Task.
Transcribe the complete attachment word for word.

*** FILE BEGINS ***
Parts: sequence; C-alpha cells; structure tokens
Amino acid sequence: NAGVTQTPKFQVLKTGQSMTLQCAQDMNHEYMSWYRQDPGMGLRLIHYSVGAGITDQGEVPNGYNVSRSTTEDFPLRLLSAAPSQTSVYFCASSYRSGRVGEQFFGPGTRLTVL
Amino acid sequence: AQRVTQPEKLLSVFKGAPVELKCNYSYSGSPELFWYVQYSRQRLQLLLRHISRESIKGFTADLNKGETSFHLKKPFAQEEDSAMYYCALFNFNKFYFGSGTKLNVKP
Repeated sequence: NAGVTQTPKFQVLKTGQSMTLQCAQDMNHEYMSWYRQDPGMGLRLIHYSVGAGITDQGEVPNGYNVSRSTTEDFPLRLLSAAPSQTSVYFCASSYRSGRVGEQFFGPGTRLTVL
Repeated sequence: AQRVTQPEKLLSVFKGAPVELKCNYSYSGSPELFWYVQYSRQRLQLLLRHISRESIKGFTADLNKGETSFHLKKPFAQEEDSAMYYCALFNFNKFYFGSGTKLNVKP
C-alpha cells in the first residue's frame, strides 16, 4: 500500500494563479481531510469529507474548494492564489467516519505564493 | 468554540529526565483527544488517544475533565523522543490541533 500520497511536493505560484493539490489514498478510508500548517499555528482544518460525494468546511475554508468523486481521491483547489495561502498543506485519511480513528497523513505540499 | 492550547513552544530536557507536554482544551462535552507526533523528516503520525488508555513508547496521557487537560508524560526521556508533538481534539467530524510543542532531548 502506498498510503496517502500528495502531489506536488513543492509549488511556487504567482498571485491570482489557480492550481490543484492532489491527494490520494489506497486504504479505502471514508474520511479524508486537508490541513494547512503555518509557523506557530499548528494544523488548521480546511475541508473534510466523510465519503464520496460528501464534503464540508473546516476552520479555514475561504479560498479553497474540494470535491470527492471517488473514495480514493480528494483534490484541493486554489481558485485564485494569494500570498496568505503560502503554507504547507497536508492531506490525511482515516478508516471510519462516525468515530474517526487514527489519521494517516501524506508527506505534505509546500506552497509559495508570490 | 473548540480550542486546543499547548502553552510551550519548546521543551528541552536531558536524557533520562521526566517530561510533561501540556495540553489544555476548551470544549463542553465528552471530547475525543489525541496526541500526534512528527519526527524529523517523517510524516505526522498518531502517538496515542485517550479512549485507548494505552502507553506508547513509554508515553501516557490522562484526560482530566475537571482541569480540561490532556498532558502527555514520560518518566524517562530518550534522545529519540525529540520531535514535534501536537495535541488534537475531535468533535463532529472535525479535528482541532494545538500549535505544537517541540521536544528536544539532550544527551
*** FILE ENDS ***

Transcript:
Parts: sequence; C-alpha cells; structure tokens
Amino acid sequence: NAGVTQTPKFQVLKTGQSMTLQCAQDMNHEYMSWYRQDPGMGLRLIHYSVGAGITDQGEVPNGYNVSRSTTEDFPLRLLSAAPSQTSVYFCASSYRSGRVGEQFFGPGTRLTVL
Amino acid sequence: AQRVTQPEKLLSVFKGAPVELKCNYSYSGSPELFWYVQYSRQRLQLLLRHISRESIKGFTADLNKGETSFHLKKPFAQEEDSAMYYCALFNFNKFYFGSGTKLNVKP
Repeated sequence: NAGVTQTPKFQVLKTGQSMTLQCAQDMNHEYMSWYRQDPGMGLRLIHYSVGAGITDQGEVPNGYNVSRSTTEDFPLRLLSAAPSQTSVYFCASSYRSGRVGEQFFGPGTRLTVL
Repeated sequence: AQRVTQPEKLLSVFKGAPVELKCNYSYSGSPELFWYVQYSRQRLQLLLRHISRESIKGFTADLNKGETSFHLKKPFAQEEDSAMYYCALFNFNKFYFGSGTKLNVKP
C-alpha cells in the first residue's frame, strides 16, 4: 500500500494563479481531510469529507474548494492564489467516519505564493 | 468554540529526565483527544488517544475533565523522543490541533 500520497511536493505560484493539490489514498478510508500548517499555528482544518460525494468546511475554508468523486481521491483547489495561502498543506485519511480513528497523513505540499 | 492550547513552544530536557507536554482544551462535552507526533523528516503520525488508555513508547496521557487537560508524560526521556508533538481534539467530524510543542532531548 502506498498510503496517502500528495502531489506536488513543492509549488511556487504567482498571485491570482489557480492550481490543484492532489491527494490520494489506497486504504479505502471514508474520511479524508486537508490541513494547512503555518509557523506557530499548528494544523488548521480546511475541508473534510466523510465519503464520496460528501464534503464540508473546516476552520479555514475561504479560498479553497474540494470535491470527492471517488473514495480514493480528494483534490484541493486554489481558485485564485494569494500570498496568505503560502503554507504547507497536508492531506490525511482515516478508516471510519462516525468515530474517526487514527489519521494517516501524506508527506505534505509546500506552497509559495508570490 | 473548540480550542486546543499547548502553552510551550519548546521543551528541552536531558536524557533520562521526566517530561510533561501540556495540553489544555476548551470544549463542553465528552471530547475525543489525541496526541500526534512528527519526527524529523517523517510524516505526522498518531502517538496515542485517550479512549485507548494505552502507553506508547513509554508515553501516557490522562484526560482530566475537571482541569480540561490532556498532558502527555514520560518518566524517562530518550534522545529519540525529540520531535514535534501536537495535541488534537475531535468533535463532529472535525479535528482541532494545538500549535505544537517541540521536544528536544539532550544527551